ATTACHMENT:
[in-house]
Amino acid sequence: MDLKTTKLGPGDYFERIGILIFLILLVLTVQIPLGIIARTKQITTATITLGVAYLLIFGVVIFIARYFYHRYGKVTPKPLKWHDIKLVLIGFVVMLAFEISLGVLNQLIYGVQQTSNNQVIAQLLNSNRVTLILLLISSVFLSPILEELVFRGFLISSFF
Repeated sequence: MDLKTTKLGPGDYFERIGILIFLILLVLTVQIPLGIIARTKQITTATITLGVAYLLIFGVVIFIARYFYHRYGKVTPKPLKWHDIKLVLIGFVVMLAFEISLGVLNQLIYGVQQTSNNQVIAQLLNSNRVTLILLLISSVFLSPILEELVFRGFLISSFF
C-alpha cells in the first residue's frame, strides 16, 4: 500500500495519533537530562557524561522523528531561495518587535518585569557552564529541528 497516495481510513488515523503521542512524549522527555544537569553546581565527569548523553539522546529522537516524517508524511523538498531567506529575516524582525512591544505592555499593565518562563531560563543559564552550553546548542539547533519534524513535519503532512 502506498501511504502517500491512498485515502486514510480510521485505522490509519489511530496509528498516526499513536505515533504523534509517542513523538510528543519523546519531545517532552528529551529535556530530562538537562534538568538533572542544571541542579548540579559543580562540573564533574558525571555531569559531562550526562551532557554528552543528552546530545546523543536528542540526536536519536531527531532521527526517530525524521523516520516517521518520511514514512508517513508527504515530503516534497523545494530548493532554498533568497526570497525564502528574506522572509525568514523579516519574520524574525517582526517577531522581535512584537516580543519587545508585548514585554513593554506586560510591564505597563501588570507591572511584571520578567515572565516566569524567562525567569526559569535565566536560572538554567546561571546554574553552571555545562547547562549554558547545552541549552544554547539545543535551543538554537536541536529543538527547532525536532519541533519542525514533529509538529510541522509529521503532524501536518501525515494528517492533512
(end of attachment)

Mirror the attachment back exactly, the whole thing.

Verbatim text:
[in-house]
Amino acid sequence: MDLKTTKLGPGDYFERIGILIFLILLVLTVQIPLGIIARTKQITTATITLGVAYLLIFGVVIFIARYFYHRYGKVTPKPLKWHDIKLVLIGFVVMLAFEISLGVLNQLIYGVQQTSNNQVIAQLLNSNRVTLILLLISSVFLSPILEELVFRGFLISSFF
Repeated sequence: MDLKTTKLGPGDYFERIGILIFLILLVLTVQIPLGIIARTKQITTATITLGVAYLLIFGVVIFIARYFYHRYGKVTPKPLKWHDIKLVLIGFVVMLAFEISLGVLNQLIYGVQQTSNNQVIAQLLNSNRVTLILLLISSVFLSPILEELVFRGFLISSFF
C-alpha cells in the first residue's frame, strides 16, 4: 500500500495519533537530562557524561522523528531561495518587535518585569557552564529541528 497516495481510513488515523503521542512524549522527555544537569553546581565527569548523553539522546529522537516524517508524511523538498531567506529575516524582525512591544505592555499593565518562563531560563543559564552550553546548542539547533519534524513535519503532512 502506498501511504502517500491512498485515502486514510480510521485505522490509519489511530496509528498516526499513536505515533504523534509517542513523538510528543519523546519531545517532552528529551529535556530530562538537562534538568538533572542544571541542579548540579559543580562540573564533574558525571555531569559531562550526562551532557554528552543528552546530545546523543536528542540526536536519536531527531532521527526517530525524521523516520516517521518520511514514512508517513508527504515530503516534497523545494530548493532554498533568497526570497525564502528574506522572509525568514523579516519574520524574525517582526517577531522581535512584537516580543519587545508585548514585554513593554506586560510591564505597563501588570507591572511584571520578567515572565516566569524567562525567569526559569535565566536560572538554567546561571546554574553552571555545562547547562549554558547545552541549552544554547539545543535551543538554537536541536529543538527547532525536532519541533519542525514533529509538529510541522509529521503532524501536518501525515494528517492533512